Brady Campaign going after Firearm Owners Protection Act
From the Philadelphia Inquirer: "Paul Helmke, president of the Brady Center and former mayor of Fort Wayne, Ind., said the ATF had been greatly weakened by pro-dealer legislation Congress passed, including some laws dating to 1986. For example, if ATF agents make a surprise visit to a gun shop suspected of breaking the law, they are not allowed to make another surprise visit for 12 months, Helmke said. During that period, the ATF must warn the dealer in advance that they are coming."
Bullpucky. I'll put the real law in extended remarks below. Essentially:
1. ATF can inspect records anytime it traces a gun to the dealer.
2. It can inspect records anytime it has suspicion a third party (the shooter, or anyone who transferred to him) broke the law.
3. What's left is records where ATF has NO reason to believe the gun sold is linked to a crime. The reason for inspecting those is just to ensure the dealer is keeping his books correctly. That they can do, but no more than once a year.
(B) The Attorney General may inspect or examine the inventory and records of a licensed importer, licensed manufacturer, or licensed dealer without such reasonable cause or warrant—
(i) in the course of a reasonable inquiry during the course of a criminal investigation of a person or persons other than the licensee;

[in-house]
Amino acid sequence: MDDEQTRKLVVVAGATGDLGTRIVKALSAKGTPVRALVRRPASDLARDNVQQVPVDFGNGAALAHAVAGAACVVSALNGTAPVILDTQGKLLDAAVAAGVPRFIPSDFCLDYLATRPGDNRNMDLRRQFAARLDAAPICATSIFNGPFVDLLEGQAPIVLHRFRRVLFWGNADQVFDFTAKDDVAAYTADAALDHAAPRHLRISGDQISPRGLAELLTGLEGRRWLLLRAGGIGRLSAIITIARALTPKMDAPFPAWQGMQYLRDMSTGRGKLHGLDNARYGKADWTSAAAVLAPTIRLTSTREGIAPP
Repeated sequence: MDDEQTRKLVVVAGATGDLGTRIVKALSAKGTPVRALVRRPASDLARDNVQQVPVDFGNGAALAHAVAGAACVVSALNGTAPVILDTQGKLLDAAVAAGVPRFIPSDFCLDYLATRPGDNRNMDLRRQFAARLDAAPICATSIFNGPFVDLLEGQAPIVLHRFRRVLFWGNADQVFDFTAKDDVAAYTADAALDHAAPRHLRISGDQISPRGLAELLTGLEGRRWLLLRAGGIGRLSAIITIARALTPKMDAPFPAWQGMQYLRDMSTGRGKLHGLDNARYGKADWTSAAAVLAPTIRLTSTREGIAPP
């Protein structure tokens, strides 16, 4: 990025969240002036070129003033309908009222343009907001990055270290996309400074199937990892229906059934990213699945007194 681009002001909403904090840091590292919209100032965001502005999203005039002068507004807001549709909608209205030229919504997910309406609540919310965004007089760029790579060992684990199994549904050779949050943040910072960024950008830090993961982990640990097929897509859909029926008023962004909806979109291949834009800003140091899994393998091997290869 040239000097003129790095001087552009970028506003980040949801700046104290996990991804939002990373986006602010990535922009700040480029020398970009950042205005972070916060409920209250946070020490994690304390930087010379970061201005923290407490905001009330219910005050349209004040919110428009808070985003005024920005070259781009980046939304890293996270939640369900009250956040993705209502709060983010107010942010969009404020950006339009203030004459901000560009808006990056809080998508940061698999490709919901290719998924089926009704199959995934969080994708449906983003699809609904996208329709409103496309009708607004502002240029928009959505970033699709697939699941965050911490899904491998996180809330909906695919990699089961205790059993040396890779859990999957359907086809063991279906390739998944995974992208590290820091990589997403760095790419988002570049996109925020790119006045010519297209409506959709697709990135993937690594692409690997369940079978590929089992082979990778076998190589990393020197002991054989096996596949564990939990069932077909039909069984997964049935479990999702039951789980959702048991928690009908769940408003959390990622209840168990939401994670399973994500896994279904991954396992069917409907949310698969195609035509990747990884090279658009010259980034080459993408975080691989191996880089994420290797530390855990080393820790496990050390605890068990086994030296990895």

(ii) for ensuring compliance with the record keeping requirements of this chapter—
(I) not more than once during any 12-month period; or
(II) at any time with respect to records relating to a firearm involved in a criminal investigation that is traced to the licensee; or
(iii) when such inspection or examination may be required for determining the disposition of one or more particular firearms in the course of a bona fide criminal investigation.
So ATFE (which is a representative of the AG) may not only inspect once a year, with no reason at all, it may also inspect anytime, and as often as it wants, whenever a gun is traced to the dealer, and whenever it is called upon to investigate any gun buyer. The "once a year" limit only applies to dealers who never have a trace, and whose buyers never come under suspicion of having committed a crime.
I don't know whether this tells you more about the veracity of Brady, or about the reporter who buys the tale without asking anyone else about how the statute really reads.